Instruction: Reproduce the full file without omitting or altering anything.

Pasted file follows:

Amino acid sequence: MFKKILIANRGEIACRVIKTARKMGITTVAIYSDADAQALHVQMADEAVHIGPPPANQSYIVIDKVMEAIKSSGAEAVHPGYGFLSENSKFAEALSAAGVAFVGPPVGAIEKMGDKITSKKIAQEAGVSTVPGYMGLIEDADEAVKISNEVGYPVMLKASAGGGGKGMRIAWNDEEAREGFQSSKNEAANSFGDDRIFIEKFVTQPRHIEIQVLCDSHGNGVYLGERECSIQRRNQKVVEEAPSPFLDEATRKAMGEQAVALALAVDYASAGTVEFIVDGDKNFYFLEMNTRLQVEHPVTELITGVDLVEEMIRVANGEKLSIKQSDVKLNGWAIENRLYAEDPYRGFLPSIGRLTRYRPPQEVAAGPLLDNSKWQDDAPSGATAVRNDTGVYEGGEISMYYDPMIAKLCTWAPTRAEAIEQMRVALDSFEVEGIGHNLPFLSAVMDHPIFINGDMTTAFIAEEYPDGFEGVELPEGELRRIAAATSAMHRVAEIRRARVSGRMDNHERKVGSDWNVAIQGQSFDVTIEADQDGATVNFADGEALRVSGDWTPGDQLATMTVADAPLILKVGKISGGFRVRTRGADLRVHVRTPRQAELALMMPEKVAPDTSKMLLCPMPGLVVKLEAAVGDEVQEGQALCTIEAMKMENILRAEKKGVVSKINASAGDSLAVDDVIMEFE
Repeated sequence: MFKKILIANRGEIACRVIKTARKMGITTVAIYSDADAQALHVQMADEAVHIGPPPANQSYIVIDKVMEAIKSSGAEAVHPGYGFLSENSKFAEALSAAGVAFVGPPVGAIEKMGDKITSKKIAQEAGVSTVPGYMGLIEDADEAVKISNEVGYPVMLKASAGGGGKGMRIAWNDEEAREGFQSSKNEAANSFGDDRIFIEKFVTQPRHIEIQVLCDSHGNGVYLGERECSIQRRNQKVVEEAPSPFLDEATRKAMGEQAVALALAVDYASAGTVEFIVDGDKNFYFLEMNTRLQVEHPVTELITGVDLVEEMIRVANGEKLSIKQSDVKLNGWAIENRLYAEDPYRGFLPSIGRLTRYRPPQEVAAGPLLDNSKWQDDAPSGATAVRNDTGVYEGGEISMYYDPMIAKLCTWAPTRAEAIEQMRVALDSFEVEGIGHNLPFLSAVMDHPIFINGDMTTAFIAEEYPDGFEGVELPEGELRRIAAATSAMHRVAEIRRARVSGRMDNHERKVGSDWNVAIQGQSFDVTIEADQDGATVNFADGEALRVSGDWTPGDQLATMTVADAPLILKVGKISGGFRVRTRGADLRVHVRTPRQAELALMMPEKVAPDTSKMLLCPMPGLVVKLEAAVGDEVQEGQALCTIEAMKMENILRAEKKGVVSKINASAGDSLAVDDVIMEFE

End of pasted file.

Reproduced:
Amino acid sequence: MFKKILIANRGEIACRVIKTARKMGITTVAIYSDADAQALHVQMADEAVHIGPPPANQSYIVIDKVMEAIKSSGAEAVHPGYGFLSENSKFAEALSAAGVAFVGPPVGAIEKMGDKITSKKIAQEAGVSTVPGYMGLIEDADEAVKISNEVGYPVMLKASAGGGGKGMRIAWNDEEAREGFQSSKNEAANSFGDDRIFIEKFVTQPRHIEIQVLCDSHGNGVYLGERECSIQRRNQKVVEEAPSPFLDEATRKAMGEQAVALALAVDYASAGTVEFIVDGDKNFYFLEMNTRLQVEHPVTELITGVDLVEEMIRVANGEKLSIKQSDVKLNGWAIENRLYAEDPYRGFLPSIGRLTRYRPPQEVAAGPLLDNSKWQDDAPSGATAVRNDTGVYEGGEISMYYDPMIAKLCTWAPTRAEAIEQMRVALDSFEVEGIGHNLPFLSAVMDHPIFINGDMTTAFIAEEYPDGFEGVELPEGELRRIAAATSAMHRVAEIRRARVSGRMDNHERKVGSDWNVAIQGQSFDVTIEADQDGATVNFADGEALRVSGDWTPGDQLATMTVADAPLILKVGKISGGFRVRTRGADLRVHVRTPRQAELALMMPEKVAPDTSKMLLCPMPGLVVKLEAAVGDEVQEGQALCTIEAMKMENILRAEKKGVVSKINASAGDSLAVDDVIMEFE
Repeated sequence: MFKKILIANRGEIACRVIKTARKMGITTVAIYSDADAQALHVQMADEAVHIGPPPANQSYIVIDKVMEAIKSSGAEAVHPGYGFLSENSKFAEALSAAGVAFVGPPVGAIEKMGDKITSKKIAQEAGVSTVPGYMGLIEDADEAVKISNEVGYPVMLKASAGGGGKGMRIAWNDEEAREGFQSSKNEAANSFGDDRIFIEKFVTQPRHIEIQVLCDSHGNGVYLGERECSIQRRNQKVVEEAPSPFLDEATRKAMGEQAVALALAVDYASAGTVEFIVDGDKNFYFLEMNTRLQVEHPVTELITGVDLVEEMIRVANGEKLSIKQSDVKLNGWAIENRLYAEDPYRGFLPSIGRLTRYRPPQEVAAGPLLDNSKWQDDAPSGATAVRNDTGVYEGGEISMYYDPMIAKLCTWAPTRAEAIEQMRVALDSFEVEGIGHNLPFLSAVMDHPIFINGDMTTAFIAEEYPDGFEGVELPEGELRRIAAATSAMHRVAEIRRARVSGRMDNHERKVGSDWNVAIQGQSFDVTIEADQDGATVNFADGEALRVSGDWTPGDQLATMTVADAPLILKVGKISGGFRVRTRGADLRVHVRTPRQAELALMMPEKVAPDTSKMLLCPMPGLVVKLEAAVGDEVQEGQALCTIEAMKMENILRAEKKGVVSKINASAGDSLAVDDVIMEFE